I won't deny that they take things out of context sometimes. I've seen it a few times, but part of the problem is that context is often difficult to identify. For the most part, I think politifact errs on the side of giving false ratings and taking statements too literally (that's just my assessment). As for the study.....I'm not sure about it. Once again, its just a simple count with no statistical analysis. I imagine a lot of the reason for their findings is just the political context, meaning there is going to be more Republican criticism during Democratic control, and the criticisms are more likely to get covered and be false.
Just a hypothesis, but I imagine you would get similar results that showed more false ratings for Democrats if politifact is around when Republicans have control of the government. I think there is definitely a selection bias, but I think it's more along the lines of finding false/misleading statements rather than a partisan bias. It's just that the out-party has more incentive to go negative, especially under unified control, when the out-party is more removed from the legislative process.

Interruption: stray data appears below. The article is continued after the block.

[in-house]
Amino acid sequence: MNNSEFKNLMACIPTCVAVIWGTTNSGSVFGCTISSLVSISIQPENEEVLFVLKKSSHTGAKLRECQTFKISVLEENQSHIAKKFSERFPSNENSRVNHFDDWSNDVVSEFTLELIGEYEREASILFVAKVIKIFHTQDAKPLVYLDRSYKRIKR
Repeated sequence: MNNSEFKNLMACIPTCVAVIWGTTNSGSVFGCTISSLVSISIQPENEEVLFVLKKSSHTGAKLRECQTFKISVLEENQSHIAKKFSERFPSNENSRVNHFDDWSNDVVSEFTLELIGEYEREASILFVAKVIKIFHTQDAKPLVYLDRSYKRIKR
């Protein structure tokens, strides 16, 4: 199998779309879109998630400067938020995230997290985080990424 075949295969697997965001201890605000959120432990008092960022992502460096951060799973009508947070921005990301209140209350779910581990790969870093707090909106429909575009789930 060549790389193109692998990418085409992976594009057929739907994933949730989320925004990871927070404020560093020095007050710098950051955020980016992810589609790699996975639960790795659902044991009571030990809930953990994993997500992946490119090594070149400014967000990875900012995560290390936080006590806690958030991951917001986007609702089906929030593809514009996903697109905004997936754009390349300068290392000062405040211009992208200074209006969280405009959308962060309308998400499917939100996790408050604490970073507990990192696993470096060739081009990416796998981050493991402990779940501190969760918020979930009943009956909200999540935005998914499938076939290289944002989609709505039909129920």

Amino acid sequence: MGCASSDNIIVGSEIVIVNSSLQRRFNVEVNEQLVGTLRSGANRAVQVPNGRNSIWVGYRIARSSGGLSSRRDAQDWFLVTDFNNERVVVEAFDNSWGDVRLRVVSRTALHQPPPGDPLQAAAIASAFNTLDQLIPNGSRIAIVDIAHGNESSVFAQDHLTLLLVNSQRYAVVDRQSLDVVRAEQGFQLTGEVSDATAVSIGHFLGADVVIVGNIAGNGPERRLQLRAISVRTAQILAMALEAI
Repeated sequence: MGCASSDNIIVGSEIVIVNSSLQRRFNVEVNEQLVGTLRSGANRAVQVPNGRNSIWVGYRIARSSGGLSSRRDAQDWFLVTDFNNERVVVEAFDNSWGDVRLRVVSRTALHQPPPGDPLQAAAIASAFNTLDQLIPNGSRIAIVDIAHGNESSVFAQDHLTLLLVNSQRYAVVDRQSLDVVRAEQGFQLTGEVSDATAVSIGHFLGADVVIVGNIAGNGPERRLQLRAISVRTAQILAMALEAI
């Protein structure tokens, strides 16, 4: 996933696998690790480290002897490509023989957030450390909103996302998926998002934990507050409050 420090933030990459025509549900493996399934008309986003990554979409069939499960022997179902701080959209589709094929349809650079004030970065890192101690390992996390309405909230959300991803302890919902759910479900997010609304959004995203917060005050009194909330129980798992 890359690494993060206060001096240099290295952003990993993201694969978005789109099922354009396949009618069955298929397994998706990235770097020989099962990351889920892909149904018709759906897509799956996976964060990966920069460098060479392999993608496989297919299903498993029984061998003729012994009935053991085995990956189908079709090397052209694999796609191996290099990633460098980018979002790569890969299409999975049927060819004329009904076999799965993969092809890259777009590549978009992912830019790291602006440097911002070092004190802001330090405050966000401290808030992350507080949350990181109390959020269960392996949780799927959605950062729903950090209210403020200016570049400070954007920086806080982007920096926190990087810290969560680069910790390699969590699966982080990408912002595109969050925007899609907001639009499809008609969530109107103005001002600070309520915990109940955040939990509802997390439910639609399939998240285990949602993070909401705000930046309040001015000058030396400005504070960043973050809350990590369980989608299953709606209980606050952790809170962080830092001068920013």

Except... Republicans ave had control of the government since Politifact's been around. Presidency no... but congress?
Outside which, the blog tends to go out of it's way to point out examples where they specifically do treat similar cases differently... which tends to be how politifact operates. They tend to give one party the benefit of the doubt, while being hyper literal with the other party... in specific sentences when not looking at the whole context of the speach.
Like it points out... a lot of this generally happens because they have no real methodological method in their research process. They give one side the benefit of doubt and look further in their context... because they're paying more attention to one side naturally.